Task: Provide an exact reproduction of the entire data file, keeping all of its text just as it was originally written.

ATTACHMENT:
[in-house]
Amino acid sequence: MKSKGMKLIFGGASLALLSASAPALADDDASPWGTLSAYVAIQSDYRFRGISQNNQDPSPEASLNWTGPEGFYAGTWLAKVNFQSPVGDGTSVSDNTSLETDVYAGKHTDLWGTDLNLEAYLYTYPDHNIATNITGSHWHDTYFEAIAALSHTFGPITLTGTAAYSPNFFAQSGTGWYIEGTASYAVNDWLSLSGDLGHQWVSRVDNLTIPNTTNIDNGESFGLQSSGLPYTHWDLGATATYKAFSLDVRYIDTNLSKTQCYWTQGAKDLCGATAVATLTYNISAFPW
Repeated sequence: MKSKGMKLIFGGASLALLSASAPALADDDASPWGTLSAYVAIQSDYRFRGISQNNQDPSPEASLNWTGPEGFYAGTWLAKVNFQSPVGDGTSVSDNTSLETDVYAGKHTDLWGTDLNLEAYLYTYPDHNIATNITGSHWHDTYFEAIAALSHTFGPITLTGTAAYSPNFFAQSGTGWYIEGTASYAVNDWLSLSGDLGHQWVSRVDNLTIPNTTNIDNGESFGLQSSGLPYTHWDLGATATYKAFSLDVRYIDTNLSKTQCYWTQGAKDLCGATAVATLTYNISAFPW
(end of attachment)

[in-house]
Amino acid sequence: MKSKGMKLIFGGASLALLSASAPALADDDASPWGTLSAYVAIQSDYRFRGISQNNQDPSPEASLNWTGPEGFYAGTWLAKVNFQSPVGDGTSVSDNTSLETDVYAGKHTDLWGTDLNLEAYLYTYPDHNIATNITGSHWHDTYFEAIAALSHTFGPITLTGTAAYSPNFFAQSGTGWYIEGTASYAVNDWLSLSGDLGHQWVSRVDNLTIPNTTNIDNGESFGLQSSGLPYTHWDLGATATYKAFSLDVRYIDTNLSKTQCYWTQGAKDLCGATAVATLTYNISAFPW
Repeated sequence: MKSKGMKLIFGGASLALLSASAPALADDDASPWGTLSAYVAIQSDYRFRGISQNNQDPSPEASLNWTGPEGFYAGTWLAKVNFQSPVGDGTSVSDNTSLETDVYAGKHTDLWGTDLNLEAYLYTYPDHNIATNITGSHWHDTYFEAIAALSHTFGPITLTGTAAYSPNFFAQSGTGWYIEGTASYAVNDWLSLSGDLGHQWVSRVDNLTIPNTTNIDNGESFGLQSSGLPYTHWDLGATATYKAFSLDVRYIDTNLSKTQCYWTQGAKDLCGATAVATLTYNISAFPW